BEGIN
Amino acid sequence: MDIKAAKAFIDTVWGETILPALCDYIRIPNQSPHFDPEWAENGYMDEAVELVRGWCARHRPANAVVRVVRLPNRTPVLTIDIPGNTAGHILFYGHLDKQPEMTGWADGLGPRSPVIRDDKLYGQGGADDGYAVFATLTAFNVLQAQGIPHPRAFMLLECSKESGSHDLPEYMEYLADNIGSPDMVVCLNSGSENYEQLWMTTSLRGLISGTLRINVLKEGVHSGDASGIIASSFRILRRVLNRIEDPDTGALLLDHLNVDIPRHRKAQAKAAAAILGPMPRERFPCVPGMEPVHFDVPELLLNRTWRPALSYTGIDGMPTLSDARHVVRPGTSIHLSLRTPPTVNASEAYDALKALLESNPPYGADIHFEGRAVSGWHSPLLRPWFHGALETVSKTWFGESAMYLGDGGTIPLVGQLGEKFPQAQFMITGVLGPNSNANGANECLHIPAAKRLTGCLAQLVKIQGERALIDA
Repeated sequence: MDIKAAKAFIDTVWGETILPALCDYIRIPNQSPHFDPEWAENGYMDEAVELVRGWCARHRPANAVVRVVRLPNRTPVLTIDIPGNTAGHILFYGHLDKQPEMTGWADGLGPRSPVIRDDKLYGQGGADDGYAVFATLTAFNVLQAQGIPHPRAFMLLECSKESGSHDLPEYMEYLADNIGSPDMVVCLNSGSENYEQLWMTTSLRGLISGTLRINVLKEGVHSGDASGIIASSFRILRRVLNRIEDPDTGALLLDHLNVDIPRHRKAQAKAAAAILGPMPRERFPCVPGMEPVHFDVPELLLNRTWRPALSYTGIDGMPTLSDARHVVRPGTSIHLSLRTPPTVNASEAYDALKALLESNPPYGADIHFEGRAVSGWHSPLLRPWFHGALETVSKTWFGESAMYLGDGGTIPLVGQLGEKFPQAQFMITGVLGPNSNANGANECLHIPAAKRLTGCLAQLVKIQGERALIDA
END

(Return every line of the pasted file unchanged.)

Amino acid sequence: MDIKAAKAFIDTVWGETILPALCDYIRIPNQSPHFDPEWAENGYMDEAVELVRGWCARHRPANAVVRVVRLPNRTPVLTIDIPGNTAGHILFYGHLDKQPEMTGWADGLGPRSPVIRDDKLYGQGGADDGYAVFATLTAFNVLQAQGIPHPRAFMLLECSKESGSHDLPEYMEYLADNIGSPDMVVCLNSGSENYEQLWMTTSLRGLISGTLRINVLKEGVHSGDASGIIASSFRILRRVLNRIEDPDTGALLLDHLNVDIPRHRKAQAKAAAAILGPMPRERFPCVPGMEPVHFDVPELLLNRTWRPALSYTGIDGMPTLSDARHVVRPGTSIHLSLRTPPTVNASEAYDALKALLESNPPYGADIHFEGRAVSGWHSPLLRPWFHGALETVSKTWFGESAMYLGDGGTIPLVGQLGEKFPQAQFMITGVLGPNSNANGANECLHIPAAKRLTGCLAQLVKIQGERALIDA
Repeated sequence: MDIKAAKAFIDTVWGETILPALCDYIRIPNQSPHFDPEWAENGYMDEAVELVRGWCARHRPANAVVRVVRLPNRTPVLTIDIPGNTAGHILFYGHLDKQPEMTGWADGLGPRSPVIRDDKLYGQGGADDGYAVFATLTAFNVLQAQGIPHPRAFMLLECSKESGSHDLPEYMEYLADNIGSPDMVVCLNSGSENYEQLWMTTSLRGLISGTLRINVLKEGVHSGDASGIIASSFRILRRVLNRIEDPDTGALLLDHLNVDIPRHRKAQAKAAAAILGPMPRERFPCVPGMEPVHFDVPELLLNRTWRPALSYTGIDGMPTLSDARHVVRPGTSIHLSLRTPPTVNASEAYDALKALLESNPPYGADIHFEGRAVSGWHSPLLRPWFHGALETVSKTWFGESAMYLGDGGTIPLVGQLGEKFPQAQFMITGVLGPNSNANGANECLHIPAAKRLTGCLAQLVKIQGERALIDA